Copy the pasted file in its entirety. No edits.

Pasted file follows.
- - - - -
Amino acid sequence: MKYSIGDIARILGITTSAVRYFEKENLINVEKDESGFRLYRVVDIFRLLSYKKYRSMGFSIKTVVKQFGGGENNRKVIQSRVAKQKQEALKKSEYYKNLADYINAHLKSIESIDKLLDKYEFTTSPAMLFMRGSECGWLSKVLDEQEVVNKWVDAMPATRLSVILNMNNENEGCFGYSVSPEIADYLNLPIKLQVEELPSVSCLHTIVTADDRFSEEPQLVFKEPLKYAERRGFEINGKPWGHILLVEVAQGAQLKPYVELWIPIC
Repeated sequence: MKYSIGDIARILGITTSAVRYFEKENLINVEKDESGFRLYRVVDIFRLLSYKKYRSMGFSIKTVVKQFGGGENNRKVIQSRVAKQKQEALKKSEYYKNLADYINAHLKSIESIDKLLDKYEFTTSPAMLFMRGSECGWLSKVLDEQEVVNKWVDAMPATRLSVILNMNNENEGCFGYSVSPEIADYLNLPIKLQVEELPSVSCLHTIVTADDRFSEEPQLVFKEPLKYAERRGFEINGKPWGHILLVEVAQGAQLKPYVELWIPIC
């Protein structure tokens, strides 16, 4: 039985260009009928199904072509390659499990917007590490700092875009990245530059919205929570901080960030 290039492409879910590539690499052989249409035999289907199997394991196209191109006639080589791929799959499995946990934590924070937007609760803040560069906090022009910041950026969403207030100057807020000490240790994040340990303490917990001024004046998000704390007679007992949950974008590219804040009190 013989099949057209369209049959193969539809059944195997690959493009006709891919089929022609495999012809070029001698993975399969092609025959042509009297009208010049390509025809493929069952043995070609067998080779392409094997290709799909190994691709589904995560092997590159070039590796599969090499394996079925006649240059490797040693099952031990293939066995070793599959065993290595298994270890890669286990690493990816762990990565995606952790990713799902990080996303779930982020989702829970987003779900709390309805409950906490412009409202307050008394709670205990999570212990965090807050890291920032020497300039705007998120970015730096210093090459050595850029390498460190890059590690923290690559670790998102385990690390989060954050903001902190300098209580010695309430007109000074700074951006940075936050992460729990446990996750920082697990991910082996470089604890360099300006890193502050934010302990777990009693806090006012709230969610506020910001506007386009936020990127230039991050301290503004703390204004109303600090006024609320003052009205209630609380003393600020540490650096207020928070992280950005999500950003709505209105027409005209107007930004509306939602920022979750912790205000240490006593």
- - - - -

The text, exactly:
Amino acid sequence: MKYSIGDIARILGITTSAVRYFEKENLINVEKDESGFRLYRVVDIFRLLSYKKYRSMGFSIKTVVKQFGGGENNRKVIQSRVAKQKQEALKKSEYYKNLADYINAHLKSIESIDKLLDKYEFTTSPAMLFMRGSECGWLSKVLDEQEVVNKWVDAMPATRLSVILNMNNENEGCFGYSVSPEIADYLNLPIKLQVEELPSVSCLHTIVTADDRFSEEPQLVFKEPLKYAERRGFEINGKPWGHILLVEVAQGAQLKPYVELWIPIC
Repeated sequence: MKYSIGDIARILGITTSAVRYFEKENLINVEKDESGFRLYRVVDIFRLLSYKKYRSMGFSIKTVVKQFGGGENNRKVIQSRVAKQKQEALKKSEYYKNLADYINAHLKSIESIDKLLDKYEFTTSPAMLFMRGSECGWLSKVLDEQEVVNKWVDAMPATRLSVILNMNNENEGCFGYSVSPEIADYLNLPIKLQVEELPSVSCLHTIVTADDRFSEEPQLVFKEPLKYAERRGFEINGKPWGHILLVEVAQGAQLKPYVELWIPIC
């Protein structure tokens, strides 16, 4: 039985260009009928199904072509390659499990917007590490700092875009990245530059919205929570901080960030 290039492409879910590539690499052989249409035999289907199997394991196209191109006639080589791929799959499995946990934590924070937007609760803040560069906090022009910041950026969403207030100057807020000490240790994040340990303490917990001024004046998000704390007679007992949950974008590219804040009190 013989099949057209369209049959193969539809059944195997690959493009006709891919089929022609495999012809070029001698993975399969092609025959042509009297009208010049390509025809493929069952043995070609067998080779392409094997290709799909190994691709589904995560092997590159070039590796599969090499394996079925006649240059490797040693099952031990293939066995070793599959065993290595298994270890890669286990690493990816762990990565995606952790990713799902990080996303779930982020989702829970987003779900709390309805409950906490412009409202307050008394709670205990999570212990965090807050890291920032020497300039705007998120970015730096210093090459050595850029390498460190890059590690923290690559670790998102385990690390989060954050903001902190300098209580010695309430007109000074700074951006940075936050992460729990446990996750920082697990991910082996470089604890360099300006890193502050934010302990777990009693806090006012709230969610506020910001506007386009936020990127230039991050301290503004703390204004109303600090006024609320003052009205209630609380003393600020540490650096207020928070992280950005999500950003709505209105027409005209107007930004509306939602920022979750912790205000240490006593």